Chapter 24: Weeks 36-39 - Belgium & Ireland fall, the Siege of Paris Begins
These four weeks were marked by several important events. The first was the capitulation of the Belgian government on February 20, which fled to its Kongo colony. The final fate of the Belgian and Dutch nations was unknown at this time frame, although rumors suggested that both nation's European holdings were to be annexed into the Reich. The final status of both nations wouldn't be known until later.
The Belgian government goes into exile. (Author's note: this event is important, as it actually helps the Allied supply situation should they attempt to retake the BeNeLux)
Five days later, after the Luftwaffe's paratroopers captured the town of Cork, Ireland surrendered. For the time being, the Reich annexed the nation directly, but had no long-term plans for Ireland to become a province of the Reich. Instead, Germany would administer the nation until the UK falls, which would prompt the creation of a local German-friendly government covering the entire Irish Island.
Later, on March 9, the South African invasion of Amsterdam was defeated. While losses were low and the overall invasion appeared to be nothing more than a nuisance, the damage was done. Armee 3 was forced to disengage from the French front to repel the invaders, and the result was a much slower and bloodier battle in France.
Also on March 9, the I. Marinekorps began its assault on the Parisian suburb of Etampes. Due to the Heer's proximity to its capital, France relocated its government to Bordeaux. The resulting confusion allowed the Heer to progress quicker than anticipated, and the Battle of Etampes had begun. (Author's note: the capital transfer isn't apparent in the screenshot below due to some graphical bug. If I had saved and reloaded, then the capital would've shown up in the right spot)
The paratroopers which had defeated Ireland had also finally regrouped, and commenced attacks on the French ports of Brest and Cherbourg, with the intention of opening another front and distracting the French defenders.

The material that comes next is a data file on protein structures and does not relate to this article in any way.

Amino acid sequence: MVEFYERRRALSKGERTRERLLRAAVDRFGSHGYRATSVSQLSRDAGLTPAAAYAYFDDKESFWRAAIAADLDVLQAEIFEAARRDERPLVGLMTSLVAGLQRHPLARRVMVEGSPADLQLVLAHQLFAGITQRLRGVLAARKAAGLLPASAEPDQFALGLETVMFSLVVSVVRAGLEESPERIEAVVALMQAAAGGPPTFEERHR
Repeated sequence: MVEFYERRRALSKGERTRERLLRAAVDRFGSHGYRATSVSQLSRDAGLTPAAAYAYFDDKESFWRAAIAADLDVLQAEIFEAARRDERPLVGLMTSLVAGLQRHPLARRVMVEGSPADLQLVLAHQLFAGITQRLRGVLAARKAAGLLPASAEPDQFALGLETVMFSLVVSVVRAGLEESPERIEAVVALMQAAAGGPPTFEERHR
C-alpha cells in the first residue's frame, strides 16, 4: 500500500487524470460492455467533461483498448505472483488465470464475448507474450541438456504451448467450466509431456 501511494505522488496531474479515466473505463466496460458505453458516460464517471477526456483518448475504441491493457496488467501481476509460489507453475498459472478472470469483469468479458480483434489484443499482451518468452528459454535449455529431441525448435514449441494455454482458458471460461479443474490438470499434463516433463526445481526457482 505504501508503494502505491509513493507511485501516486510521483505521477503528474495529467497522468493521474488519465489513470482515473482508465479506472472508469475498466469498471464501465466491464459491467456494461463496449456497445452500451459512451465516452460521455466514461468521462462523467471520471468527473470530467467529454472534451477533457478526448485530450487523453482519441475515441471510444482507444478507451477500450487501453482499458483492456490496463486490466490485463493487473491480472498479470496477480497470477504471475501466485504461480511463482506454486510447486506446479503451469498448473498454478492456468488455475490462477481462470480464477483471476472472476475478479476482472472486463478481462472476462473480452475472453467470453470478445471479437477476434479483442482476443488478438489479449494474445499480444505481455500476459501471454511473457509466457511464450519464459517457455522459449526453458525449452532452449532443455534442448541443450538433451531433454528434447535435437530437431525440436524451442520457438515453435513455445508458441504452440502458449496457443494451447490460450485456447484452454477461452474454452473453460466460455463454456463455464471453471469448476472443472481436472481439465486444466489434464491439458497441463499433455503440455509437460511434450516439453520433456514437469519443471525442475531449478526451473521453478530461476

However, following the South African's example the British, on March 12, also invaded Amsterdam. The initial invasion fleet consisted of the four battleships HMS Barham, HMS Ramilies, HMS Royal Sovereign, and the HMS Oak supported by the light carriers HMS Eagle and 4 destroyers flotillas let by Admiral Fraser. This fleet was protecting four transports flotillas. 4 hours later, 4 more transport flotillas in addition to Admiral Fraser's fleet were intercepted by Flotte 1.
The fighting was fierce, but when it ended at 5am, March 13, 7 RN transport and 1 destroyer flotillas were sunk, with Flotte 1 losing 4 destroyers (out of 5) and its CAG's being reduced to 25% strength.
The opening of the British Invasion of Amsterdam
The result of the British Invasion of Amsterdam
On March 15, at midnight, the Siege of Paris began, after the French relocated its battered divisions south, in order to prevent the city from being surrounded. To the Reich's leadership, it was only a matter of time until France fell, and the West was pacified.
Also during this time period, 27 Allied convoys were sunk, or around 7 per week.
The Siege of Paris begins
The status of the war in Scotland on 39th week
The status of the war in France on 39th week
The status of the war in North Africa on 39th week
The status of the war in East Africa on 39th week
@Elastic Fish: Welcome aboard and thanks. Barbarossa will come, but France must be dealt with first.
@Morrell8: Welcome! Czechoslovakia was left as-is in order to experiment with a different diplomatic route. There's a 50% chance in the HPP that Poland will fight Germany over Danzig if Czechoslovakia exists, and I got lucky when they gave in. Don't worry, the Czech's time will come, after the French are finished.
@All: Sorry for the short post. I had originally written up a nice long one four days ago, but lost it after my cat rolled on top of my keyboard and hit the F5 key (refresh page). I finally got around to rewriting it today, but the quality isn't the same.